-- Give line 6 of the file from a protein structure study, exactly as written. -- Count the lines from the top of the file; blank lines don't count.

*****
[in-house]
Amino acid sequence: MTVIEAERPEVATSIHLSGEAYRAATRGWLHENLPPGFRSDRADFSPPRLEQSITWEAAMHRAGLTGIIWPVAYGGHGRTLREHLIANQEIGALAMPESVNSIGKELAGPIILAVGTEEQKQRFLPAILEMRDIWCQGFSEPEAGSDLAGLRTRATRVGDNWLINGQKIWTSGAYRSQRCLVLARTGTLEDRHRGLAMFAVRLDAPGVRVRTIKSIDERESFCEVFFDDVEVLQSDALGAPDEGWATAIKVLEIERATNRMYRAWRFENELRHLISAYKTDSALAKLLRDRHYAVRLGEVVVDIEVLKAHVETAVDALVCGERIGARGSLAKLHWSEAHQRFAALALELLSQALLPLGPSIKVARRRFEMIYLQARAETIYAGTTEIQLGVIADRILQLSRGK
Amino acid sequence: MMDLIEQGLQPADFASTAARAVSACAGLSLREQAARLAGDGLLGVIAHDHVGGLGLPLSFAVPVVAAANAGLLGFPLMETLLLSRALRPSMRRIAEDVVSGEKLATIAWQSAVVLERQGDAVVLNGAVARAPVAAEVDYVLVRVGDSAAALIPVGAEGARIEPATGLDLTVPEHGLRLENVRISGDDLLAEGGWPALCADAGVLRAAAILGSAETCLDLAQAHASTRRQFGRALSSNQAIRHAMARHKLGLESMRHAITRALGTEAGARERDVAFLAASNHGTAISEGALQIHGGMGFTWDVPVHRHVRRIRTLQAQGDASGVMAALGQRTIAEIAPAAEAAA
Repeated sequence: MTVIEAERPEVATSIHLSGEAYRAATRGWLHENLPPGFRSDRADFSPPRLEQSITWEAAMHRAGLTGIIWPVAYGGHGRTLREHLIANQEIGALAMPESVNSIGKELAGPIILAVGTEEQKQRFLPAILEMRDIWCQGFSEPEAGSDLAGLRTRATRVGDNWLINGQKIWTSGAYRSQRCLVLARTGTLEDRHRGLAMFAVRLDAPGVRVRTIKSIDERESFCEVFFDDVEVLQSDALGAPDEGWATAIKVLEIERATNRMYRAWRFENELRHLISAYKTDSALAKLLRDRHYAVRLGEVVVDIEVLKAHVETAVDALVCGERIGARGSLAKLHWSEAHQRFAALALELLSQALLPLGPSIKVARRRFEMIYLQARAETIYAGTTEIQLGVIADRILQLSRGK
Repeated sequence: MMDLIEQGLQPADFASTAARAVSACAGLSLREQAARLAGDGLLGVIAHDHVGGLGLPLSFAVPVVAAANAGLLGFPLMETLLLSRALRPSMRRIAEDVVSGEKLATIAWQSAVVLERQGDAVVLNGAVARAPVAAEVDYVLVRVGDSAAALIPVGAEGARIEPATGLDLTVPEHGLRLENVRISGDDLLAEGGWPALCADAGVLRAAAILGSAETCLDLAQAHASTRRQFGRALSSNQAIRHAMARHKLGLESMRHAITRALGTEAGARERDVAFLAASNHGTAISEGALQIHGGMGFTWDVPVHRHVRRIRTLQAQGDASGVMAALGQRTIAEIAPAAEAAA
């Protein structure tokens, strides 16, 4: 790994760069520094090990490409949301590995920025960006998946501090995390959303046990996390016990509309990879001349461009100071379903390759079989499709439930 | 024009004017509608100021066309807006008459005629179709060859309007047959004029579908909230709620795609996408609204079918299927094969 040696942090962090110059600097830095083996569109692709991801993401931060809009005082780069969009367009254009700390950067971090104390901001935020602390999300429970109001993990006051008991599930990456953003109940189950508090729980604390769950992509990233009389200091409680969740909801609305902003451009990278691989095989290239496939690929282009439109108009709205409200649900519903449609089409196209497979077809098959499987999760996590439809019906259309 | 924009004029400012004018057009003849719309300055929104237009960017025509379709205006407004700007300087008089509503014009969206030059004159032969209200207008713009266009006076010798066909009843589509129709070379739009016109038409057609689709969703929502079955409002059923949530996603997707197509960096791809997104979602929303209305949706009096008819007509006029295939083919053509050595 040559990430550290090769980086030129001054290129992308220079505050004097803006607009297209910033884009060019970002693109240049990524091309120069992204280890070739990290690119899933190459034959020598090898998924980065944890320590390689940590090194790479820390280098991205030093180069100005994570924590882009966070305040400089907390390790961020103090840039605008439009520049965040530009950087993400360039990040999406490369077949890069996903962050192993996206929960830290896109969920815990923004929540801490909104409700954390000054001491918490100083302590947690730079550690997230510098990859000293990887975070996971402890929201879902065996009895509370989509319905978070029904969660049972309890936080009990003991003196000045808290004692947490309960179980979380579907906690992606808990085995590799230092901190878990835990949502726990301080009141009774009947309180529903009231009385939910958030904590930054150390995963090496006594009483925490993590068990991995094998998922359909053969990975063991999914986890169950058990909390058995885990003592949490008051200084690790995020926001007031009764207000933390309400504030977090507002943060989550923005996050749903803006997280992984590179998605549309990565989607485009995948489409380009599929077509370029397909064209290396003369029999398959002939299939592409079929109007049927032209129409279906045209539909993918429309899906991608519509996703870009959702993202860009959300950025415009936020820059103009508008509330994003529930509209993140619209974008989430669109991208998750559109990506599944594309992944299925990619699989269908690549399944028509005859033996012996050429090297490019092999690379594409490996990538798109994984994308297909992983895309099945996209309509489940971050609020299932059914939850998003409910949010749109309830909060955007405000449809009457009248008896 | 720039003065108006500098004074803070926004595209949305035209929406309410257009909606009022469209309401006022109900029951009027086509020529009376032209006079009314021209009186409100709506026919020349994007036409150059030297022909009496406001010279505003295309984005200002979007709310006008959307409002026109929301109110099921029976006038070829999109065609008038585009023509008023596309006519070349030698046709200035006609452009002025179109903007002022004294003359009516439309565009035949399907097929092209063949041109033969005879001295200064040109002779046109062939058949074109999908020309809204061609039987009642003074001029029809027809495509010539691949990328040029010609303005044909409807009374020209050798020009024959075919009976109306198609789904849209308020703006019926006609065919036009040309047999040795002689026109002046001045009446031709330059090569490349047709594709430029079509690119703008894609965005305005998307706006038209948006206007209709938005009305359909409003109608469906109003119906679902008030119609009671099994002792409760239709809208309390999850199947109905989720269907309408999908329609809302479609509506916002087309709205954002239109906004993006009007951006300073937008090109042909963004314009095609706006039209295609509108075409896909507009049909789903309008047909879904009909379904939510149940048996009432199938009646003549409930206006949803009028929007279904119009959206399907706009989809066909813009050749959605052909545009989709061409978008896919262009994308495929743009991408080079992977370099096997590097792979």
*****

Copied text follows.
């Protein structure tokens, strides 16, 4: 790994760069520094090990490409949301590995920025960006998946501090995390959303046990996390016990509309990879001349461009100071379903390759079989499709439930 | 024009004017509608100021066309807006008459005629179709060859309007047959004029579908909230709620795609996408609204079918299927094969 040696942090962090110059600097830095083996569109692709991801993401931060809009005082780069969009367009254009700390950067971090104390901001935020602390999300429970109001993990006051008991599930990456953003109940189950508090729980604390769950992509990233009389200091409680969740909801609305902003451009990278691989095989290239496939690929282009439109108009709205409200649900519903449609089409196209497979077809098959499987999760996590439809019906259309 | 924009004029400012004018057009003849719309300055929104237009960017025509379709205006407004700007300087008089509503014009969206030059004159032969209200207008713009266009006076010798066909009843589509129709070379739009016109038409057609689709969703929502079955409002059923949530996603997707197509960096791809997104979602929303209305949706009096008819007509006029295939083919053509050595 040559990430550290090769980086030129001054290129992308220079505050004097803006607009297209910033884009060019970002693109240049990524091309120069992204280890070739990290690119899933190459034959020598090898998924980065944890320590390689940590090194790479820390280098991205030093180069100005994570924590882009966070305040400089907390390790961020103090840039605008439009520049965040530009950087993400360039990040999406490369077949890069996903962050192993996206929960830290896109969920815990923004929540801490909104409700954390000054001491918490100083302590947690730079550690997230510098990859000293990887975070996971402890929201879902065996009895509370989509319905978070029904969660049972309890936080009990003991003196000045808290004692947490309960179980979380579907906690992606808990085995590799230092901190878990835990949502726990301080009141009774009947309180529903009231009385939910958030904590930054150390995963090496006594009483925490993590068990991995094998998922359909053969990975063991999914986890169950058990909390058995885990003592949490008051200084690790995020926001007031009764207000933390309400504030977090507002943060989550923005996050749903803006997280992984590179998605549309990565989607485009995948489409380009599929077509370029397909064209290396003369029999398959002939299939592409079929109007049927032209129409279906045209539909993918429309899906991608519509996703870009959702993202860009959300950025415009936020820059103009508008509330994003529930509209993140619209974008989430669109991208998750559109990506599944594309992944299925990619699989269908690549399944028509005859033996012996050429090297490019092999690379594409490996990538798109994984994308297909992983895309099945996209309509489940971050609020299932059914939850998003409910949010749109309830909060955007405000449809009457009248008896 | 720039003065108006500098004074803070926004595209949305035209929406309410257009909606009022469209309401006022109900029951009027086509020529009376032209006079009314021209009186409100709506026919020349994007036409150059030297022909009496406001010279505003295309984005200002979007709310006008959307409002026109929301109110099921029976006038070829999109065609008038585009023509008023596309006519070349030698046709200035006609452009002025179109903007002022004294003359009516439309565009035949399907097929092209063949041109033969005879001295200064040109002779046109062939058949074109999908020309809204061609039987009642003074001029029809027809495509010539691949990328040029010609303005044909409807009374020209050798020009024959075919009976109306198609789904849209308020703006019926006609065919036009040309047999040795002689026109002046001045009446031709330059090569490349047709594709430029079509690119703008894609965005305005998307706006038209948006206007209709938005009305359909409003109608469906109003119906679902008030119609009671099994002792409760239709809208309390999850199947109905989720269907309408999908329609809302479609509506916002087309709205954002239109906004993006009007951006300073937008090109042909963004314009095609706006039209295609509108075409896909507009049909789903309008047909879904009909379904939510149940048996009432199938009646003549409930206006949803009028929007279904119009959206399907706009989809066909813009050749959605052909545009989709061409978008896919262009994308495929743009991408080079992977370099096997590097792979």